New Developer The Mighty Yell Breaks 90s Nostalgia With The big con, a stylistic wellness game soaked in neon. You play as Ali, a teenager with an attitude and a telling hallucination of a best friend named Rad Ghost. In an effort to save your mother’s failing VHS rental business, you embark on a trip across the country to make money by pickpocketing and swindling people with their hard-earned cash. . It’s a crazy adventure that’s fun and light but misses the mark on any kind of real post.
The big con revolves around Ali and his mother, who live on their own and keep their declining VHS rental business. Ali is usually in charge of rewinding the tapes but is about to be sent to the tape camp for the trombone (which she hates.) The story takes a turn when she learns that her mother owes a man a hundred thousand dollars. local loan shark. Frustrated, Ali walks around and runs into another unsavory character who promises to teach him the methods of pick-pocketing and scamming. Using these tools, Ali travels the rails across the country taking as much money as possible, ultimately finding herself in a bigger racket plan than she originally anticipated.
The animation is top notch, with a hand-animated look that evokes memories of Doug or any number of Nickelodeon cartoons from my childhood. There are also top-notch dubs with the talent of Erika Ishii (Apex Legends, Destiny 2), Dave Fennoy (The walking dead) and Mélissa Hutchison (The walking dead) leading the pack in an already solid production. Add a theme song from the famous Rockapella (known for his’ 90s game show theme song Where in the world is Carmen Sandiego), and we’re stuffed with star power. For added flavor, there’s even an added laugh track feature to punctuate those extra fly bites.
The story progresses with different stops throughout the trip. Each stop provides an interlude story rhythm, followed by a monetary goal to complete the level. You have to achieve this objective by stealing money or items from pedestrians on the given map. You will talk to some of the different NPCs, or you can listen to side quests that will earn you more money. Basically it comes down to the mechanics of the “adventure game”. Find an item, use it on a secondary item to unlock a third item and return to your quest giver. Success is about finding the right puzzle pieces or the right conversation notes to progress through the different questlines. These individual quests will also progress from map to map, giving favorite side characters new additions to their stories.
When it comes to pick-pocketing, it’s all about the timing. You will stop a moving counter to reach the designated spot. You get three failures per level, and those failures also include choosing the wrong options or giving the wrong item to quest givers. Not all quests are necessary to complete a stage, but I found myself dwelling on some of the more complicated puzzle solutions and scouring the map for missing details to complete a quest. The game is shorter, so I felt encouraged to dig deeper and was often rewarded with funny lines or satisfying conclusions to questions I had about the characters.
While The big con has messages of body positivity, positive mental health and self-confidence, he never once says stealing is bad. Your character Ali is so morally ambiguous about pick-pocketing that despite her courageous teenage demeanor, she resorts to theft in the blink of an eye. Someone just suggests the idea of flying and she jumps head first without hesitation. That’s what takes me away from the game a bit. At the end of the day, there’s a throwaway line regarding Ali’s kleptomaniacal inclinations, and it’s just as quickly ignored. It seems incongruous to what is written as an irreverent ’90s fling. Ali constantly robs kids, parents, struggling actors, couples, and anyone else he thinks about. Are we supposed to support her, as it seemed at odds with our protagonist’s actions. Of course, she does this to save her mom’s video store, but I rarely felt morally positive at the end of the levels. I also tried doing a race without a pickpocket, but it’s almost impossible to progress and the rhythms of the story still require scams and tips, so that’s not a fix either. It just didn’t match what I thought our character’s personality was. The only real message is that Rad Ghost really doesn’t want you to do drugs, which is certainly played for a laugh.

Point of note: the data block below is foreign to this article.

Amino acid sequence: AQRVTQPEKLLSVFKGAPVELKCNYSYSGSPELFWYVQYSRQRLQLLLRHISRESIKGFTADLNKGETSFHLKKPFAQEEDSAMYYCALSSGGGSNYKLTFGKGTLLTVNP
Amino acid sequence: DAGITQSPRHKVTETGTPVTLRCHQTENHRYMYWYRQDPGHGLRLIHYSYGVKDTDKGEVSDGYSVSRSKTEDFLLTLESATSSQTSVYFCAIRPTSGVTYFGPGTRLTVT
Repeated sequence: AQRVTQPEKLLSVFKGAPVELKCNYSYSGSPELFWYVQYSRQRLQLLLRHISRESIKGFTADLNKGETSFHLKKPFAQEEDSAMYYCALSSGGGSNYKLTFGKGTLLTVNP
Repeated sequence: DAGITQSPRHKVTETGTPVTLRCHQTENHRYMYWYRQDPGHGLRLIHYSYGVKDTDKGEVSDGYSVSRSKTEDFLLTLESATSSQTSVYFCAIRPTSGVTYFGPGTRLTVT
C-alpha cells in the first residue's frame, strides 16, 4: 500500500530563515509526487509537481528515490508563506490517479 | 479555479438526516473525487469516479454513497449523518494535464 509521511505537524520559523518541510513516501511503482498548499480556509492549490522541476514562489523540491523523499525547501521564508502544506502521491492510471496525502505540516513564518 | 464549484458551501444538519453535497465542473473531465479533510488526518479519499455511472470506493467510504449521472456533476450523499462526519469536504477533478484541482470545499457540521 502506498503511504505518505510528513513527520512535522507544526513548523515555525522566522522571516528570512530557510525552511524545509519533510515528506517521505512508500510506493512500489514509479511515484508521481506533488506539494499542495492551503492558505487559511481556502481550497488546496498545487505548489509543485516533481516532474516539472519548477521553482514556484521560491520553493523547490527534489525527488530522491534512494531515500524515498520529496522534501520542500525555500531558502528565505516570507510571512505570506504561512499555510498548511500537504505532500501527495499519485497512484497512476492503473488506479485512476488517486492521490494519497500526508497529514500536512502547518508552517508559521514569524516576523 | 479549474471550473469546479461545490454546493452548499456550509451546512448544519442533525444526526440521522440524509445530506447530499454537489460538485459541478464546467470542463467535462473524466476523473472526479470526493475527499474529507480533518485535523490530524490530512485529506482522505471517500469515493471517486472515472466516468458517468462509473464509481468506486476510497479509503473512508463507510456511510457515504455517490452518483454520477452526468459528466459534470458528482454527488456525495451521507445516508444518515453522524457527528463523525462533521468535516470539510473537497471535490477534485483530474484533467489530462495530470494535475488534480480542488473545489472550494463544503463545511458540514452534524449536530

The big con shoots a serious double duty to explode the attitude in your ’90s face on your console while also giving out a solidly fun travel story. The characters are totally unique and fun to interact with, with solid star power to reinforce the obvious quality of this package. The real downside comes from the lingering sense of conflict between Ali’s personality and his moral vacuum when it comes to swindling. As far as she’s concerned, that’s not a problem and it makes it more difficult for our hero to take root to save his family business. I won’t say it’s impossible, but it definitely raises an eyebrow, which now that I’m sitting here and thinking about it … How many episodes of ’90s TV start by coincidence but end to the status quo for next week’s episode? Maybe it’s just another way The big con tries to take us back to our childhood. Like most entertainment of the time, this is a fantastic work of art, as long as you don’t think about it too much.
The big con is available now on PC via Steam and for Xbox One and Xbox Series S | X.
We have been provided with a Steam key for the purposes of this review.
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